I had a hard time getting through "Light in August" because this is my first introduction at reading anything from William Faulkner. Maybe a bit too heavy to handle for a first timer. I don't disagree that Faulkner has good skills in writing and should appreciate his books more.
I was talking to my past English teacher in high school that I was listening to "Light in August" and my teacher suggested that I should have a different approach at reading this book. I imagined myself sitting in front of a village store or at a park, just chilling and have all of the time in the world to just listen to their stories, like Forrest Gump and the bus stop. I happened to agree with my teacher that his approach to this book. It is the way to go because it helped me to understand the plot better.
This is not my favorite book. I found it to be very redundant and boring and most of the characters are ignorant. I also have very little interest in slavery or the South. It's not because that I don't like history, but I'm not a fan of the era. Maybe because I've read so little and seen so much on the screen.
If my high school teacher gave us this assignment back then, I would had been lost and kept referring to the SparkNotes. As for the performance of Will Patton, I didn't liked his pace of storytelling. I don't blame him or the author, but I should had read something else to get my ears familiarize of Faulkner.
Thanks teacher for the suggestion. Your suggestion at listening to this book worked, but I was ready to walk away from the conversation. I wasn't a good listener in class either.
The first 100 days of Franklin Delano Roosevelt's presidency are what leaders are made of. Out with the old and in with the new. FDR brought back confidence to the American people by backing up banking from the federal reserves, implemented labor laws, establishing unemployment and Social Security as an insurance by boosting morale for many Americans. It takes a keen ear to build up good leadership to listen. Herbert Hoover was from a different era and didn't knew how to change. Roosevelt was from the new generation and saw a need for better leadership by asking for advise from his cabinet.
"Nothing to Fear" is something that our current administration should read. Instead of having lobbyists and corporations running the country, FDR was his own puppet master with no strings attach and not just another talking head. FDR showed true leadership in the White House that has been lost many presidents after him.
Same characters from "Dove Season", but different adventure. One of the guy's daughter is bum fighting and gone missing. I laughed out loud at the first paragraph. "Plaster City" is what I was hoping for after "Dove Season." The book is not a sequel from "Dove Season", but I highly recommend the previous book before starting "Plaster City." Both books are downright funny with foul language, crude jokes and yet clever.
Johnny Shaw is not a poet or will ever write something substantial to win the Pulitzer. He is an author for people who wants to be entertain with crude humor and language that we all use. I found Shaw to be funny and witty with each of his screw up characters.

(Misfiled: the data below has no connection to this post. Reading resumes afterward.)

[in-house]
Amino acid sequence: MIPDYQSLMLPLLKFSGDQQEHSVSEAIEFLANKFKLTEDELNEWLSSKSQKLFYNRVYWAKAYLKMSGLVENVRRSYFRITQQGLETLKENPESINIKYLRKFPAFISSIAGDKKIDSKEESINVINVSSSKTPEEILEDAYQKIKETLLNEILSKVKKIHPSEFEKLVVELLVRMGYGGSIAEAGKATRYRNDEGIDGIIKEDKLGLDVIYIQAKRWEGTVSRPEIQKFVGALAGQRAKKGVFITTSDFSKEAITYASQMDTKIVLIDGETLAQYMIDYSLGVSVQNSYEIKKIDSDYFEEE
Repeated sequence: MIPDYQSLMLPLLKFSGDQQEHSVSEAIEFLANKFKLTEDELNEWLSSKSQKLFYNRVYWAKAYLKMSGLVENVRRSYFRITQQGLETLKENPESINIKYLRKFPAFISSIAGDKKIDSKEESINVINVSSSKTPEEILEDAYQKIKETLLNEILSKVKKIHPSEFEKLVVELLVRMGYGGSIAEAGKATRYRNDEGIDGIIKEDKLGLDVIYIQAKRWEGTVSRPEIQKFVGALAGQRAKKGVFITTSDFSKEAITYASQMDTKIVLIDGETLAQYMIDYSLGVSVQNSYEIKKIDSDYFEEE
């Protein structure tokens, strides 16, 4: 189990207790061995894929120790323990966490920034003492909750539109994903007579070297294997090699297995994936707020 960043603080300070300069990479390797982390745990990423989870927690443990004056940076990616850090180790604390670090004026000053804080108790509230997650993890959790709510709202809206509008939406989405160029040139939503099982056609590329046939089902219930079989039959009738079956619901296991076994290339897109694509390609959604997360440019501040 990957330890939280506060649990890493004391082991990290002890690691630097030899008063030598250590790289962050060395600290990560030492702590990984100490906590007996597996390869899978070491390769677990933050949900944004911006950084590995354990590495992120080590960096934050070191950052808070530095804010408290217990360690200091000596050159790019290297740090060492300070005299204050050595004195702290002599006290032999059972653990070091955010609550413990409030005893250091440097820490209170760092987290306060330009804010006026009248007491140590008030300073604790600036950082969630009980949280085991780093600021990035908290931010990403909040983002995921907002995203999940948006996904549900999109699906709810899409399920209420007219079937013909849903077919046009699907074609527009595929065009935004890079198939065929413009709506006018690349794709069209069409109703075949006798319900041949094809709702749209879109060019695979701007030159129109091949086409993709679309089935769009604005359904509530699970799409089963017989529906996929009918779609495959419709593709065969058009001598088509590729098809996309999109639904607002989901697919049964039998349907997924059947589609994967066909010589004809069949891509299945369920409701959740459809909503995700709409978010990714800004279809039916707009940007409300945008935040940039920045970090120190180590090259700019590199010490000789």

There are a few reviews that I've read that "Plaster City" is pointless and fill with the "F" bombs. True, but these critics doesn't get the jokes from Shaw. I don't like stand-up comedy because most of their monologues are in bad taste. Most comedians use way more curse words in an hour than Johnny Shaw does in his books.
There are some great jokes in "Plaster City." It's a must read after "Dove Season." I really like Shaw's dialogues because that is how most of us talks when we are relaxing.
For someone that like this author, you have to like the art of swearing in a clever way.
Can't wait for more from the Fiasco's series.
After listening to "World War Z: The Complete Edition (Movie Tie-in Edition)", the film missed the boat entirely. The audiobook is so much better than the movie and I liked the movie when I first watched it. I've been talking to my friends about World War Z and we all came to an agreement there should be a miniseries, like Band of Brothers on HBO. Each episode would tell us the pandemic throughout the world, as the interviews goes on. In the meantime, this audiobook is almost perfect. It's a little eerie listening to the zombie pandemic because we are not sure what is going on with the outbreak of Ebola Sorry for the bad analogy.
In the fourth book of the Outlander series, "Drums of Autumn" has a lot less historical events and more personal stories about Claire and Jamie. At one point of the book, I wanted to stop listening altogether because Claire was being obsessive about her man. It really felt like the first half of the book was all about the couple and playing house.
Jamie, building the house. Jamie, getting sick with the measles. Jamie, making love. Jamie, Jamie, Jamie. Claire quickly forgets Frank, while the doctor is in a time warp. If you can't tell already, I have this love and hate relationship with Claire. Sometime she is very selfish and other times, she is warm and friendly. She also has a lot of resentment for Jamie's son.
Geez, my friends are right, I'm starting to think all of these characters are real.
The story really begins in "Drums of Autumn" when Brianna seeks out her real father, after Frank dies. We often hear about adopted children, wanting to find their biological parents. This is no different for Brianna and her dad, Jamie. I just wished that the author would had gone more in depth of Frank, who raised Brianna like a Randall. Often times, adopted parents are more nurturing than the couple who conceived the child.
Now that Jamie and Claire are grandparents, I'm wondering if they will have less passion for each other and have more compassion for their grandson.
One of the reason why I keep going on with this series is because of Diana Gabaldon. She captures real human emotions in her books where you love and hate them in each chapter. If i didn't like Outlander and all of the characters, I wouldn't bother reading more, but as you can tell, I have a lot to say in each book and enjoying them more, as I check them off one at a time.
I have no heart. I couldn't stand this book. Dave Eggers is not an engaging writer. When he writes, he cannot stay focus. It was very frustrating to read because one minute he tell us something that really matters and the next, he goes onto something else. Very ADD style of writing. He cannot complete a sentence
"Zeitoun" was not compelling story for me to read. Again, I am heartless. I wanted to know about the storm and the government failure, but all I got was about a Syrian contractor in New Orleans. Listening to this story was almost like watching paint dry on a humid, hot day. The paint never fully dries because of the humidity. Much like the wet paint, Zeitoun's story just drips and get blotchy.